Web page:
Change Fatigue; permanent whitewater world

by Edward Henkler on July 14, 2015

Change fatigue occurs when change is the steady state…

Change fatigue…the phrase immediately conjures up images of far too many corporate settings. We live in a world where you’d be surprised by a company which was not implementing a major change initiative. Pick your favorite change type – merger & acquisition, ERP system implementation, downsizing, re-organization. The end result is what Dr. Greg Shea calls change fatigue. Borrowing directly from his website, Greg is “an expert in developing complex organizations and their leaders”.

Change fatigue in the new steady state

Change fatigue – take a break

Greg suggests that change fatigue is a byproduct of misaligned expectations. Not that many years ago, major change initiatives were an occasional activity. In most instances, you could grind for a period of time (days, weeks, or maybe a few months), then return to the steady state. Most of your working life involved a series of stable activities almost exclusively dedicated to managing the business. The world has changed quite a bit since then, with change as our our steady state and our jobs a portfolio of projects. This is different but not necessarily bad as long as we adapt. Grinding for a short period of time is no longer an acceptable coping strategy as it is stressful, emotionally and physically. Maintaining a work-life balance becomes significantly more important, a theme to which I’ll return. Communication becomes critical to engage employees and allay fear. Project management skills become more important than process optimization, unless that happens to be the change initiative.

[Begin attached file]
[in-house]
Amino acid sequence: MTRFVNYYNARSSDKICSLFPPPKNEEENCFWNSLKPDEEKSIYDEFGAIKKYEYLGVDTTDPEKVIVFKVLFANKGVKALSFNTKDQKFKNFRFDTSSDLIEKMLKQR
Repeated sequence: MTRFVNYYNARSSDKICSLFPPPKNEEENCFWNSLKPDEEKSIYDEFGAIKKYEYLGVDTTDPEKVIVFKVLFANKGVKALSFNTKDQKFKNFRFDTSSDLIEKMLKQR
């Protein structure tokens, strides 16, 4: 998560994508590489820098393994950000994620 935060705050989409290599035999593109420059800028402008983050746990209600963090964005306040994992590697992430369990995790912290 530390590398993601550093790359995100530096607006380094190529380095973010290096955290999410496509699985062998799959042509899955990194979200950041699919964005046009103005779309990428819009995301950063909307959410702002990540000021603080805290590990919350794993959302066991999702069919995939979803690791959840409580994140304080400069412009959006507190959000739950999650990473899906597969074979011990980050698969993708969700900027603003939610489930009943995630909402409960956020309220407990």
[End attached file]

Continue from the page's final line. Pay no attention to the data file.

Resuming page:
I especially liked his perspective on providing more “private family” time. This is an important stress management tool, for both the employee and their family. Greg suggests than the challenge in providing more private family time is that companies view everything as a cost rather than benefit (alternatively you could evaluate net cost/benefit). It’s not about the cost of more maternity/paternity leave, it’s about the cost of failure (divorce, addiction, sick leave, long term disability). In Brazil, email access is turned off while you’re on vacation; that’s a bit harder to imagine in the US. Most people would accept that Americans work longer hours and “harder” but are they more effective? Many studies have documented the value of downtime to recharge. One interesting study found that northern Mexico has almost no post-partum depression. That’s an area of rampant poverty, low education, and limited infrastructure. The study suggested the surprising absence of post-partum depression is attributable to the entire village assisting for one month while the mother bonds with the child and recovers her body. Downtime to manage change fatigue?

Greg and I did differ on one point although there really wasn’t an opportunity to discuss. There was general agreement that millennials are better able to multitask than older folks who tend to think sequentially. Where we differed was his perspective that millennials have lower focus, poorer communication skills, and poorer social/general management skills. I would contend that their skills are different, making them differently-abled, but not better or worse.

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